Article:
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Old 08-04-2019, 09:42   #1
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Is 4 years on the hard a no no?

I am considering buying a 17 year old Hunter that is in great condition but has been on the hard for 4 years. Is there a danger in buying a boat that has been out of water for so long? I do intend to get a survey but, of course, the engine won't run until I do a sea trial. Is this one I should walk away from or am I exaggagerating? Thanks.
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Old 08-04-2019, 10:03   #2
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Re: Is 4 years on the hard a no no?

I’d be appropriately cautious, but if properly blocked and the stands monitored for settling, all may be well. On the otherhand a boat can be on the hard for 30 days and warped badly if not properly supported. The state of preservation on the interior machinery may tell you as much or more… Our ODay is awaiting keel-hull joint repair due to inattentiveness on someone’s part a few years back – has a substantial leak in the aft keel area that is really only visible when the boat is in the slings or otherwise suspended on the hull with minimal keel support (fin-keel ODays, and some others, will crack the joint at the front of the keel from grounding, but this is on the aft end), so I’d suggest looking for signs of the hull warped/in-distress and adjust offer accordingly…

Good luck...
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Old 08-04-2019, 10:17   #3
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Re: Is 4 years on the hard a no no?

My boat was on the hard for 5 years basically unattended. The PO went home 600 miles North of the Yard and never came back

After I bought it, one of the first things I did was get the diesel running .......on the hard.

I ran a hose directly to the water intake which if I had it to do over I would have filled a bucket and let the engine draw in the water with a hose attached to the water pump

I've been sailing the boat now for 8 years and have just now started fixing it up a bit. The diesel and the boat were a 1974.

The diesel didn't last, but the boat is fine.

I have done no structural repairs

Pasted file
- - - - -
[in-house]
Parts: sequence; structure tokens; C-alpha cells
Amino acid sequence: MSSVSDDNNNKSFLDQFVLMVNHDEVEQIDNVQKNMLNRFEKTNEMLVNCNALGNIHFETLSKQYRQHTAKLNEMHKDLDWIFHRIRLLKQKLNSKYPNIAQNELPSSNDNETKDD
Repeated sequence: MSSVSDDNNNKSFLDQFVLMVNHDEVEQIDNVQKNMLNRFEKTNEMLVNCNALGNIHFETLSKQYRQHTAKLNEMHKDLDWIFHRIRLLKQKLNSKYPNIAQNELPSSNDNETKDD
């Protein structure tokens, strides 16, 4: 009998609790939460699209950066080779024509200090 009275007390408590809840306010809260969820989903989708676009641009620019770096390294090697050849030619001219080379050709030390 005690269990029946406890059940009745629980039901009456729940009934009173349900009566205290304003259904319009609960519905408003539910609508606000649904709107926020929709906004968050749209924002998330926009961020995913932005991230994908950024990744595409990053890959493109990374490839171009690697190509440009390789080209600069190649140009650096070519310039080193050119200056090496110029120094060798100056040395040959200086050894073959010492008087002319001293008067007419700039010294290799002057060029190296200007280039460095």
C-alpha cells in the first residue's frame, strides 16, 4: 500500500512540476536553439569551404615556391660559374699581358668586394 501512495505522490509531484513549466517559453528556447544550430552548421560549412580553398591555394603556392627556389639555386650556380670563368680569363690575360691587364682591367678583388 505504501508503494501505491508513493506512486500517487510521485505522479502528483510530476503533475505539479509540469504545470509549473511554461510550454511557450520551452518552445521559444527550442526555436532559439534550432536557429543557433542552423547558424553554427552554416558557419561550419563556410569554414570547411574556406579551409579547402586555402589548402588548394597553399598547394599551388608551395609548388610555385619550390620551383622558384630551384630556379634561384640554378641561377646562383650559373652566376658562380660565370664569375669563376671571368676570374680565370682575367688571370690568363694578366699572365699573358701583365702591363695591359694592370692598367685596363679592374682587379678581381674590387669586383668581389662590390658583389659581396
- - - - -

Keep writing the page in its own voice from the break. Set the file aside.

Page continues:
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Old 08-04-2019, 10:20   #4
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Re: Is 4 years on the hard a no no?

Thanks for the replies. I am feeling better about making an offer now.
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Old 09-04-2019, 08:18   #5
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Re: Is 4 years on the hard a no no?

You want to take a good look at all the systems on the boat. Plumbing and electrical as well as the engine. Anything that was left sitting in tanks can get pretty nasty if they weren't well drained. Hunter had a recall on seacocks years ago on a number of boats so you may want to check to see if they had been replaced.
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Old 09-04-2019, 08:42   #6
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Re: Is 4 years on the hard a no no?

One way to check if she's been properly supported is open and close any interior doors. Any obvious misalignment such a a door that won't close or gaps in the door frame will give you some idea of any movement. Generally the boat will be fine but get a survey to check for moisture that you can't see and run the engine so you know what you're getting into.
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Old 09-04-2019, 09:37   #7
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Re: Is 4 years on the hard a no no?

Better than four years unattended in the water. LOL
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Old 09-04-2019, 09:39   #8
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Re: Is 4 years on the hard a no no?

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Originally Posted by Garymadhatter View Post
Thanks for the replies. I am feeling better about making an offer now.